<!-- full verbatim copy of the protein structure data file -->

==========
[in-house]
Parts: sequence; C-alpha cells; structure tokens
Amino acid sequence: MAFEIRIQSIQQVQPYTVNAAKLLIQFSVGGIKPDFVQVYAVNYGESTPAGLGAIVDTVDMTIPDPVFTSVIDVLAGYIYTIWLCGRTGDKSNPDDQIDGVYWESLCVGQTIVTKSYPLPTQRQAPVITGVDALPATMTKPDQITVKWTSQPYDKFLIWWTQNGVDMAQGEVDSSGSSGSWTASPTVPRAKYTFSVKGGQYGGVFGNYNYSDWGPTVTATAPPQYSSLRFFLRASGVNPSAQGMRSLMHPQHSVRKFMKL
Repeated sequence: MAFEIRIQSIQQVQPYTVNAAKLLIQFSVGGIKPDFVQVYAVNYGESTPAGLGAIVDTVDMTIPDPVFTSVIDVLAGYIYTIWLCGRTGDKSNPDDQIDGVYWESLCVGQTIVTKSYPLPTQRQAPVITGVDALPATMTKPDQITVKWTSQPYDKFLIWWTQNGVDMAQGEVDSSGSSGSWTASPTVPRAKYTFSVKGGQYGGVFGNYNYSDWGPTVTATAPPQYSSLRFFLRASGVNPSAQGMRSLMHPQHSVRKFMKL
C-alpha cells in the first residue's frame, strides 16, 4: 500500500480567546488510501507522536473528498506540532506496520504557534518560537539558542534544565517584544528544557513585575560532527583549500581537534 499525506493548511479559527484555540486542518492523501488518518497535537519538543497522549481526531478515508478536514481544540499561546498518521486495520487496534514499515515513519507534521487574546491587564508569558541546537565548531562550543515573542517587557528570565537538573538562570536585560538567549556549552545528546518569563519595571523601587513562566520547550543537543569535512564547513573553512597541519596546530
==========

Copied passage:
[in-house]
Parts: sequence; C-alpha cells; structure tokens
Amino acid sequence: MAFEIRIQSIQQVQPYTVNAAKLLIQFSVGGIKPDFVQVYAVNYGESTPAGLGAIVDTVDMTIPDPVFTSVIDVLAGYIYTIWLCGRTGDKSNPDDQIDGVYWESLCVGQTIVTKSYPLPTQRQAPVITGVDALPATMTKPDQITVKWTSQPYDKFLIWWTQNGVDMAQGEVDSSGSSGSWTASPTVPRAKYTFSVKGGQYGGVFGNYNYSDWGPTVTATAPPQYSSLRFFLRASGVNPSAQGMRSLMHPQHSVRKFMKL
Repeated sequence: MAFEIRIQSIQQVQPYTVNAAKLLIQFSVGGIKPDFVQVYAVNYGESTPAGLGAIVDTVDMTIPDPVFTSVIDVLAGYIYTIWLCGRTGDKSNPDDQIDGVYWESLCVGQTIVTKSYPLPTQRQAPVITGVDALPATMTKPDQITVKWTSQPYDKFLIWWTQNGVDMAQGEVDSSGSSGSWTASPTVPRAKYTFSVKGGQYGGVFGNYNYSDWGPTVTATAPPQYSSLRFFLRASGVNPSAQGMRSLMHPQHSVRKFMKL
C-alpha cells in the first residue's frame, strides 16, 4: 500500500480567546488510501507522536473528498506540532506496520504557534518560537539558542534544565517584544528544557513585575560532527583549500581537534 499525506493548511479559527484555540486542518492523501488518518497535537519538543497522549481526531478515508478536514481544540499561546498518521486495520487496534514499515515513519507534521487574546491587564508569558541546537565548531562550543515573542517587557528570565537538573538562570536585560538567549556549552545528546518569563519595571523601587513562566520547550543537543569535512564547513573553512597541519596546530